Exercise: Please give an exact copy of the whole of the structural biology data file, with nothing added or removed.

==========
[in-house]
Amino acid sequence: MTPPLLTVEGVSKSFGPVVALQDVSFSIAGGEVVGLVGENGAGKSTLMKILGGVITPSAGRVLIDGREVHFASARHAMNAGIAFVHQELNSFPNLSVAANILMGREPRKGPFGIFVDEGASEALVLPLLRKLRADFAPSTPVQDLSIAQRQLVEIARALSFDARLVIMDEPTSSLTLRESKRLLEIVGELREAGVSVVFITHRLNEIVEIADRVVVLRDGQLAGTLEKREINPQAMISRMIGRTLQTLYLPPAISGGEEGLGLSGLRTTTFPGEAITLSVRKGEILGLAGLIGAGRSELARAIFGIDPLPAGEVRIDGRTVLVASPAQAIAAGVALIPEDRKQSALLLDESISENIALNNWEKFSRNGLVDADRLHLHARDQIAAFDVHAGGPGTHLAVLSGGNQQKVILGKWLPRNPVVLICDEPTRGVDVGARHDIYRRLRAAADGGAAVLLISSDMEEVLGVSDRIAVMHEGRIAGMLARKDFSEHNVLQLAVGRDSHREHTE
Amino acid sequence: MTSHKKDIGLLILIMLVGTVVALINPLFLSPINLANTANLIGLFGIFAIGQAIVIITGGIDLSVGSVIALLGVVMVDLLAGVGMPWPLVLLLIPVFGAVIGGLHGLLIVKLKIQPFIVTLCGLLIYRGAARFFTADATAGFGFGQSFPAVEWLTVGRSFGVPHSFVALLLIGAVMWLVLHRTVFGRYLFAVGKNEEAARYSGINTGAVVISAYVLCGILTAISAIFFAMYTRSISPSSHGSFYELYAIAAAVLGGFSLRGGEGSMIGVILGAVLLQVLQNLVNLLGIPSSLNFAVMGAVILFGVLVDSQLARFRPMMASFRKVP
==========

[in-house]
Amino acid sequence: MTPPLLTVEGVSKSFGPVVALQDVSFSIAGGEVVGLVGENGAGKSTLMKILGGVITPSAGRVLIDGREVHFASARHAMNAGIAFVHQELNSFPNLSVAANILMGREPRKGPFGIFVDEGASEALVLPLLRKLRADFAPSTPVQDLSIAQRQLVEIARALSFDARLVIMDEPTSSLTLRESKRLLEIVGELREAGVSVVFITHRLNEIVEIADRVVVLRDGQLAGTLEKREINPQAMISRMIGRTLQTLYLPPAISGGEEGLGLSGLRTTTFPGEAITLSVRKGEILGLAGLIGAGRSELARAIFGIDPLPAGEVRIDGRTVLVASPAQAIAAGVALIPEDRKQSALLLDESISENIALNNWEKFSRNGLVDADRLHLHARDQIAAFDVHAGGPGTHLAVLSGGNQQKVILGKWLPRNPVVLICDEPTRGVDVGARHDIYRRLRAAADGGAAVLLISSDMEEVLGVSDRIAVMHEGRIAGMLARKDFSEHNVLQLAVGRDSHREHTE
Amino acid sequence: MTSHKKDIGLLILIMLVGTVVALINPLFLSPINLANTANLIGLFGIFAIGQAIVIITGGIDLSVGSVIALLGVVMVDLLAGVGMPWPLVLLLIPVFGAVIGGLHGLLIVKLKIQPFIVTLCGLLIYRGAARFFTADATAGFGFGQSFPAVEWLTVGRSFGVPHSFVALLLIGAVMWLVLHRTVFGRYLFAVGKNEEAARYSGINTGAVVISAYVLCGILTAISAIFFAMYTRSISPSSHGSFYELYAIAAAVLGGFSLRGGEGSMIGVILGAVLLQVLQNLVNLLGIPSSLNFAVMGAVILFGVLVDSQLARFRPMMASFRKVP